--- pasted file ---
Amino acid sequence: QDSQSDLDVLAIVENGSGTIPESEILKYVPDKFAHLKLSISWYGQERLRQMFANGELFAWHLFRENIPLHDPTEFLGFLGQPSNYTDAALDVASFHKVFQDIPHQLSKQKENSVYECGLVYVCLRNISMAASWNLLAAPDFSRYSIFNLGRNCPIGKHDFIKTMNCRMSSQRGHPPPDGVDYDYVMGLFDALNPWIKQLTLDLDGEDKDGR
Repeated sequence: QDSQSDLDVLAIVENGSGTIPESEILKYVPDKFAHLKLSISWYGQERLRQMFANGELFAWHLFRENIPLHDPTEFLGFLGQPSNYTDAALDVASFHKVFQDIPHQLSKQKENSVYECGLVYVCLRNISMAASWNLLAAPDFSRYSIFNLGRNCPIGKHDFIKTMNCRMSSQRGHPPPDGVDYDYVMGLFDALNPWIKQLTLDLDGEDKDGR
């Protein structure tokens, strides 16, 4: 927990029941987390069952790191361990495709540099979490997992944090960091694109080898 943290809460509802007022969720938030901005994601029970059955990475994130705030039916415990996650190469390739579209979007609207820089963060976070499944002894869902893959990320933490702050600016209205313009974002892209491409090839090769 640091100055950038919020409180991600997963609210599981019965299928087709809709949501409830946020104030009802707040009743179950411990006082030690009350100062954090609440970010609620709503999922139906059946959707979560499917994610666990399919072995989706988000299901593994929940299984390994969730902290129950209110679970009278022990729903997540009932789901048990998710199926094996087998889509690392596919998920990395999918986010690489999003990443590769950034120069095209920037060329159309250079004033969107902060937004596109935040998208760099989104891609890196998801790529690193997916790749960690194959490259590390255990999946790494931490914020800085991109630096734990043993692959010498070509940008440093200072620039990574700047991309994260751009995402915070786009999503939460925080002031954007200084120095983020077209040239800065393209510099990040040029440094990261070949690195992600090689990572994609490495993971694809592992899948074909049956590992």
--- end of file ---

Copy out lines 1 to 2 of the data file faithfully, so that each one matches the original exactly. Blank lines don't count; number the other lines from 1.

Amino acid sequence: QDSQSDLDVLAIVENGSGTIPESEILKYVPDKFAHLKLSISWYGQERLRQMFANGELFAWHLFRENIPLHDPTEFLGFLGQPSNYTDAALDVASFHKVFQDIPHQLSKQKENSVYECGLVYVCLRNISMAASWNLLAAPDFSRYSIFNLGRNCPIGKHDFIKTMNCRMSSQRGHPPPDGVDYDYVMGLFDALNPWIKQLTLDLDGEDKDGR
Repeated sequence: QDSQSDLDVLAIVENGSGTIPESEILKYVPDKFAHLKLSISWYGQERLRQMFANGELFAWHLFRENIPLHDPTEFLGFLGQPSNYTDAALDVASFHKVFQDIPHQLSKQKENSVYECGLVYVCLRNISMAASWNLLAAPDFSRYSIFNLGRNCPIGKHDFIKTMNCRMSSQRGHPPPDGVDYDYVMGLFDALNPWIKQLTLDLDGEDKDGR